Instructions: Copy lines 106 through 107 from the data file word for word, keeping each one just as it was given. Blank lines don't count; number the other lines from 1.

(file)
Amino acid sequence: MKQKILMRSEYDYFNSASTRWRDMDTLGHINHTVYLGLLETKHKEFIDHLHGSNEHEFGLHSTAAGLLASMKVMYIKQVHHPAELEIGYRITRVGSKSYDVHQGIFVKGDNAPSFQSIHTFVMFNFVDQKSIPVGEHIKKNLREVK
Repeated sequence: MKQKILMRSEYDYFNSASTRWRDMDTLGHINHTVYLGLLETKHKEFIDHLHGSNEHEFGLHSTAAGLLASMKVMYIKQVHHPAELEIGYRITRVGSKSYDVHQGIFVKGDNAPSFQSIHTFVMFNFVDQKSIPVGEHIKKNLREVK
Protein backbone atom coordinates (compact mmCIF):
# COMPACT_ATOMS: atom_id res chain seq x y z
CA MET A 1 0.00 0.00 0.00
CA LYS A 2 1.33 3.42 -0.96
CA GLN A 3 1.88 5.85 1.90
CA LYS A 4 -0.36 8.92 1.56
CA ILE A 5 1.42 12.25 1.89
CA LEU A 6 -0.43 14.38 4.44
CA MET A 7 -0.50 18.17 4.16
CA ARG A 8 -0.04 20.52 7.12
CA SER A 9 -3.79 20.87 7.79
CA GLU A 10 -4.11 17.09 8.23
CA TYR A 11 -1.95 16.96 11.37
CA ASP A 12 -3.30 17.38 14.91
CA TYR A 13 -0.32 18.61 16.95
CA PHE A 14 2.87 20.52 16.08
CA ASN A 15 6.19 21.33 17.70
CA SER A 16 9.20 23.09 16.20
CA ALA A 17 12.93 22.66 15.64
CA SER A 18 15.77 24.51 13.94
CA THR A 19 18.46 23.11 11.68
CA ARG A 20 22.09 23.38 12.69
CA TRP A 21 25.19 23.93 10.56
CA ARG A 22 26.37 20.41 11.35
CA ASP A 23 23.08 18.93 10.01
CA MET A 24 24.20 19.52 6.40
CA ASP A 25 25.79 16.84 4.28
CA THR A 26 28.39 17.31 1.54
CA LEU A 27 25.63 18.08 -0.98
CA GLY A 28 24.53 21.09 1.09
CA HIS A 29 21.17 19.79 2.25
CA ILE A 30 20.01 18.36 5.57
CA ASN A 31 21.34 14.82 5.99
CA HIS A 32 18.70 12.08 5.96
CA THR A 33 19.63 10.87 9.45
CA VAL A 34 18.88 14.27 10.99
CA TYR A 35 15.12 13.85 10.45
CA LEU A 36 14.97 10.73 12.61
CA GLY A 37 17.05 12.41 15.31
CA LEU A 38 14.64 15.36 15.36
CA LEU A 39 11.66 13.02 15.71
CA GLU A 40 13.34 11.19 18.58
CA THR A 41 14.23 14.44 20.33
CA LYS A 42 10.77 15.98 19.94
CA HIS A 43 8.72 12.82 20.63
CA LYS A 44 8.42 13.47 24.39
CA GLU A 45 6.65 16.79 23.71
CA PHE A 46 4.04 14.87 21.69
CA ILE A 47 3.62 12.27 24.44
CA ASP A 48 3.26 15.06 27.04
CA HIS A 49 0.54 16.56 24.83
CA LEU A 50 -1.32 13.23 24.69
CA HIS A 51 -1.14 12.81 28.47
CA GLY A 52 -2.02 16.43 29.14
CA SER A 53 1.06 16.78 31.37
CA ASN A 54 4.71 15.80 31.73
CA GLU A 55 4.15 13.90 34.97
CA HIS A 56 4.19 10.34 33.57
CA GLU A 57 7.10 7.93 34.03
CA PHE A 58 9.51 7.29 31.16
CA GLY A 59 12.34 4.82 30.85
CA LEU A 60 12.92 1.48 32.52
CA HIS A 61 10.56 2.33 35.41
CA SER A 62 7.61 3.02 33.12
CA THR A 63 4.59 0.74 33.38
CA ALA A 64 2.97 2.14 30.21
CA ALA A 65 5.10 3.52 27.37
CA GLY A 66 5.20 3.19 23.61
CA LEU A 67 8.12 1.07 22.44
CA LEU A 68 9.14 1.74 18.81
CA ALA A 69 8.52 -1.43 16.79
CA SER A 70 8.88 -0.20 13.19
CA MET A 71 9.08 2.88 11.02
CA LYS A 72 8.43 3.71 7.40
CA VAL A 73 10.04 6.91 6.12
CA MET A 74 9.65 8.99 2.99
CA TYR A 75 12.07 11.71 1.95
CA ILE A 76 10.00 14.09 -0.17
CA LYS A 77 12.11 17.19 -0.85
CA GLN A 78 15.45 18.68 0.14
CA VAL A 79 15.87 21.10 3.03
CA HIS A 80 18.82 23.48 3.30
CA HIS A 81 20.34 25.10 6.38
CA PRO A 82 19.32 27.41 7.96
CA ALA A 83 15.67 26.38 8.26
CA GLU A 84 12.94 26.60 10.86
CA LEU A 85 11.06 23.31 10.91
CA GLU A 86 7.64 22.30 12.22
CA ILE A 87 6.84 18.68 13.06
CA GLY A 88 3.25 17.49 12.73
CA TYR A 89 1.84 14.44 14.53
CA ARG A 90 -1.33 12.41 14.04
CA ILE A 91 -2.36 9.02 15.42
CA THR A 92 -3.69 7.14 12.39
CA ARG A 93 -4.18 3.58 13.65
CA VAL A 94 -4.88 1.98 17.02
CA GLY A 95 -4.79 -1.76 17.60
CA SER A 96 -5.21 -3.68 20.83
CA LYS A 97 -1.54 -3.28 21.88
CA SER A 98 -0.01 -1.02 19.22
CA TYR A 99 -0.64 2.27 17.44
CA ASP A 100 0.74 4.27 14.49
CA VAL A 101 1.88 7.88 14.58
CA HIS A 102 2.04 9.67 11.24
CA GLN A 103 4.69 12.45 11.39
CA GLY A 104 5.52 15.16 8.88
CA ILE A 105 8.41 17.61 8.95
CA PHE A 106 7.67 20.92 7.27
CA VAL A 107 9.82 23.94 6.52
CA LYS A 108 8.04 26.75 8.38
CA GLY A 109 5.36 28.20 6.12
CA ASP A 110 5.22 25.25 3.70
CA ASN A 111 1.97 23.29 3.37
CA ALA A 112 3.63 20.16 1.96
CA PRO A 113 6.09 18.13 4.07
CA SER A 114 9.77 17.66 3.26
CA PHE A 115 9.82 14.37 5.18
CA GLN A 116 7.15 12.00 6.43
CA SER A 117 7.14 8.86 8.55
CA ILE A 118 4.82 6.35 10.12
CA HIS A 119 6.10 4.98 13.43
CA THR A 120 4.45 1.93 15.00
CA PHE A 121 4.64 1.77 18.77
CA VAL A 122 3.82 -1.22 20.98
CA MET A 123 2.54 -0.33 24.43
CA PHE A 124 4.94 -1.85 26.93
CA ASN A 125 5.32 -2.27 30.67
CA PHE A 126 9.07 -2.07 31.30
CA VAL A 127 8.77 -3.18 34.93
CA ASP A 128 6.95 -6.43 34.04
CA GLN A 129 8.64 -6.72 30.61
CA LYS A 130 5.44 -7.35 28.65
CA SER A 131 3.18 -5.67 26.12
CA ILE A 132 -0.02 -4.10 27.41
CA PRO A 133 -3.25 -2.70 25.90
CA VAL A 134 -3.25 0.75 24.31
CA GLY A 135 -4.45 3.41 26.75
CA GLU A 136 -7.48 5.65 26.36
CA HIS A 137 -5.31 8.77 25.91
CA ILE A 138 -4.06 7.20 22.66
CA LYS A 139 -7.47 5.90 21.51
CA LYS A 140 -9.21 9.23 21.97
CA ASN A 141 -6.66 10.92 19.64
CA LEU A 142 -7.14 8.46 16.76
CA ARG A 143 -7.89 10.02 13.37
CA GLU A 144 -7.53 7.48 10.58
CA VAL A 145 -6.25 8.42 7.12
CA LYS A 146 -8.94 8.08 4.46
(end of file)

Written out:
CA HIS A 102 2.04 9.67 11.24
CA GLN A 103 4.69 12.45 11.39